The clash between men and monsters—vampires, werewolves and the like—appear in every culture around the world, and many of the stories have very similar structures. Take vampires…in most legends the vampire is a ghostly creature who preys on the living (often friends and family) and takes from them some essential thing. Sometimes it’s blood, sometimes it’s health, or life essence, or sexual essence. The natural reaction is to defend against such monsters—and indeed to label them as monsters.

However when you step back and look at this from a big picture perspective, you can see that the labeling process is actually an attempt by people to make sense of the seemingly inexplicable. Prior to the late 19th century religion was far more common and personal belief virtually universal. Given that, we can postulate that people believed in some version of God, and that God was the good guy. Now, throw into the mix an unseen force that kills people. To accept that this is part of God’s plan doesn’t fit. It throws the universe out of balance. However, to accept the possibility that some unseen force whose nature and intent is antithetical to God makes more sense. People understand conflict. So, it becomes easier to believe that a monster of some kind did the dirty deed. The result? Balance is restored and the people move closer to their faith. Many churches in many lands fostered this belief, and it’s likely that many clerics also believed this. After all…in the 10th century, who really understood that improperly buried bodies could spread microscopic things like bacteria? Who understood about viruses?

We delve into a lot of that, but at the same time we respect everyone’s beliefs. After all…we’re theorizing, too. Even writers need to balance their universe.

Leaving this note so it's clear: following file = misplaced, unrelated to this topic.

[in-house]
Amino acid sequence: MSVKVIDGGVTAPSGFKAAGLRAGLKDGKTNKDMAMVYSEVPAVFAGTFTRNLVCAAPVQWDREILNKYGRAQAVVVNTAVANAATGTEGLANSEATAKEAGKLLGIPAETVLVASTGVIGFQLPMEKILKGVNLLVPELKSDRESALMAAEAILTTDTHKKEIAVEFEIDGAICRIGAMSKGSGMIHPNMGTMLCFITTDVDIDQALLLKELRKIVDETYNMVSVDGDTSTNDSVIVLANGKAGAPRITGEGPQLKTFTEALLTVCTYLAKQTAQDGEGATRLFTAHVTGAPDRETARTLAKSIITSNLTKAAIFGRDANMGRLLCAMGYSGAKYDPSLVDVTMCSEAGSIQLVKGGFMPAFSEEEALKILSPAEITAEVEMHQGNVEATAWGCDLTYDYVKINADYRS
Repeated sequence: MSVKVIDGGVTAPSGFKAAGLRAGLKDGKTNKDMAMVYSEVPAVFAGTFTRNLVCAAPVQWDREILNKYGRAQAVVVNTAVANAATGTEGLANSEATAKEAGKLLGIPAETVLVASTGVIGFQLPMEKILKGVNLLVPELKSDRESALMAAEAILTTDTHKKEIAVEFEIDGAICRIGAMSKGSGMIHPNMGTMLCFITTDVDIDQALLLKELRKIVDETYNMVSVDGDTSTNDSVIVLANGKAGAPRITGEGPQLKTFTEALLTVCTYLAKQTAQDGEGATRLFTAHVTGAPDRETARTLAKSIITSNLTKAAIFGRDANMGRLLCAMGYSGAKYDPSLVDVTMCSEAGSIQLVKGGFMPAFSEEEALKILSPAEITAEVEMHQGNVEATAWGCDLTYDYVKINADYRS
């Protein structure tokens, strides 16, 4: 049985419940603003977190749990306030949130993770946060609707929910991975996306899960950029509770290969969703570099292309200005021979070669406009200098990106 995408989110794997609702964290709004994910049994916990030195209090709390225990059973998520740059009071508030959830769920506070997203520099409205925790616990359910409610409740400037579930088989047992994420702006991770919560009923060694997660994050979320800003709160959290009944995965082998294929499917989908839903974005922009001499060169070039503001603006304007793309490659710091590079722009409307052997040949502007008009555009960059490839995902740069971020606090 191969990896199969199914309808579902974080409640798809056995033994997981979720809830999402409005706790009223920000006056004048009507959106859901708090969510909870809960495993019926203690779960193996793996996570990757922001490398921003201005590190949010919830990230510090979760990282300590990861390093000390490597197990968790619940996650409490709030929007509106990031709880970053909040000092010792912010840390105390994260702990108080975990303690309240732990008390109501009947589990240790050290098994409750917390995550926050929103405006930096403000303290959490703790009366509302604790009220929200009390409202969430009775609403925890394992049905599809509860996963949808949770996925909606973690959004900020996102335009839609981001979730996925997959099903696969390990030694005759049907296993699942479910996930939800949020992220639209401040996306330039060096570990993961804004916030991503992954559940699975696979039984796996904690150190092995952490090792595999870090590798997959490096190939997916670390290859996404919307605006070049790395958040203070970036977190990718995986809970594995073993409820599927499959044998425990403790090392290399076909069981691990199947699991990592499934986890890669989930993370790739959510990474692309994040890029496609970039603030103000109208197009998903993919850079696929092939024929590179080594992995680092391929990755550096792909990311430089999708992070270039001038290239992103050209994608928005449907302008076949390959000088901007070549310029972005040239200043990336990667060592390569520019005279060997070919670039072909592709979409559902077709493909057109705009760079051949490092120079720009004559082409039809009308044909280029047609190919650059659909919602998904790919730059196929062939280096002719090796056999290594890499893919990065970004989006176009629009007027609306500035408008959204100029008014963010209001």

BASHMAN: It was definitely a lot of fun writing this book; and I learned so much during the process, including the many ways to kill a vampire, how to fight various mythic monsters, and what FBI profilers do in addition to profiling serial killers. What about you?

MABERRY: Hey, I got to interview Stan Lee, so I’m happy as a clam.

Seriously, writing this book—and the others I’ve done in the past—is a rich and wonderful learning experience. Like most writers I’m a knowledge junkie, and having real experts share their insights, insider information, and wisdom is amazing. No matter how much I know about a subject I always learn more.

That’s why I believe that people are really going to dig WANTED UNDEAD OR ALIVE. No matter how much they know about vampires, ghost hunting, serial killers, werewolves or the other things that hunt us in the dark, there’s always more to know. Some of it’s fun, some of it’s scary as hell, but all of it’s fascinating.


Thank you so much, Jonathan and Janice.  As soon as I get back to the library, I'm ordering Wanted Undead or Alive for the collection.  I think I'll have a number of fans for this book.


Jonathan Maberry is a NY Times bestseller, multiple Bram Stoker Award-winner and a writer for Marvel Comics. He has written a number of award-winning nonfiction books and novels on the paranormal and supernatural, including THE CRYPTOPEDIA, VAMPIRE UNIVERSE, THEY BITE, ZOMBIE CSU and PATIENT ZERO. Visit Jonathan’s website at http://www.jonathanmaberry.com/.

Janice Gable Bashman has written for THE BIG THRILL, NOVEL & SHORT STORY WRITER'S MARKET, THE WRITER, WILD RIVER REVIEW, and many others. Visit Janice’s website at http://www.janicegablebashman.com/.

8 comments:

Elizabeth Spann Craig/Riley Adams said...

This book and its authors sound like a lot of fun! Love the good vs. evil theme and you can't miss with a book that covers vampires, ghosts, heroes, villains, zombies, monsters, werewolves... Great stuff!

Lesa said...

You're right, Elizabeth. I think it's a can't miss topic.

Sheila Beaumont said...

Sounds fascinating! I've put it in my Amazon cart.

Rita said...

How I wish you had a 'share' button on your site. I would like to post this interview many places so folks who aren't on your blog list will know about this fun read.

Lesa said...

It does sound fascinating, doesn't it, Sheila?

Lesa said...

Sorry, Rita. I'll look into that for the future. But, if you'd send the link to a few you know are interested, that would be great.

Janice Gable Bashman said...

Rita-

You can copy the following link when you share and it will take people directly to this page:
http://lesasbookcritiques.blogspot.com/2010/08/jonathan-maberry-and-janice-bashman.html

Thanks for the support everyone - the book was fun to write and I'm sure you'll enjoy reading it.

Lesa said...

Janice,

Thanks for sharing the link since I didn't have the time on vacation to work on it.

And, thanks for the guest blog!